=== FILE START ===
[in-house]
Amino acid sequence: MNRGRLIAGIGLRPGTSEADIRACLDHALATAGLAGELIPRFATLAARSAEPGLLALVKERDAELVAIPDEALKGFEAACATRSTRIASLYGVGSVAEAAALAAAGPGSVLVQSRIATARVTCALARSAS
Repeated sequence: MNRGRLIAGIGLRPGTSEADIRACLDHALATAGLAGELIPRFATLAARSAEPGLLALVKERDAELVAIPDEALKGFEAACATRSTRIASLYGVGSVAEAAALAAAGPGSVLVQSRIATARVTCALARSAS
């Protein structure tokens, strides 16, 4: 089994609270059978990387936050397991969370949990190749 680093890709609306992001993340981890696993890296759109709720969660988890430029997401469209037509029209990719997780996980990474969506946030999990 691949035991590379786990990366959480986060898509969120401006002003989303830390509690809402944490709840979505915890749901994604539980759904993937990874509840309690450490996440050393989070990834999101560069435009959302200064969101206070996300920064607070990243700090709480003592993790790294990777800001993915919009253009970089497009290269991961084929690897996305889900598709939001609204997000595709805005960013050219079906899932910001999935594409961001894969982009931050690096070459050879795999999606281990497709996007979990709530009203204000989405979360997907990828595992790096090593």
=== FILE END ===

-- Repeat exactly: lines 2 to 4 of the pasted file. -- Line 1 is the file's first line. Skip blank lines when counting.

Amino acid sequence: MNRGRLIAGIGLRPGTSEADIRACLDHALATAGLAGELIPRFATLAARSAEPGLLALVKERDAELVAIPDEALKGFEAACATRSTRIASLYGVGSVAEAAALAAAGPGSVLVQSRIATARVTCALARSAS
Repeated sequence: MNRGRLIAGIGLRPGTSEADIRACLDHALATAGLAGELIPRFATLAARSAEPGLLALVKERDAELVAIPDEALKGFEAACATRSTRIASLYGVGSVAEAAALAAAGPGSVLVQSRIATARVTCALARSAS
């Protein structure tokens, strides 16, 4: 089994609270059978990387936050397991969370949990190749 680093890709609306992001993340981890696993890296759109709720969660988890430029997401469209037509029209990719997780996980990474969506946030999990 691949035991590379786990990366959480986060898509969120401006002003989303830390509690809402944490709840979505915890749901994604539980759904993937990874509840309690450490996440050393989070990834999101560069435009959302200064969101206070996300920064607070990243700090709480003592993790790294990777800001993915919009253009970089497009290269991961084929690897996305889900598709939001609204997000595709805005960013050219079906899932910001999935594409961001894969982009931050690096070459050879795999999606281990497709996007979990709530009203204000989405979360997907990828595992790096090593």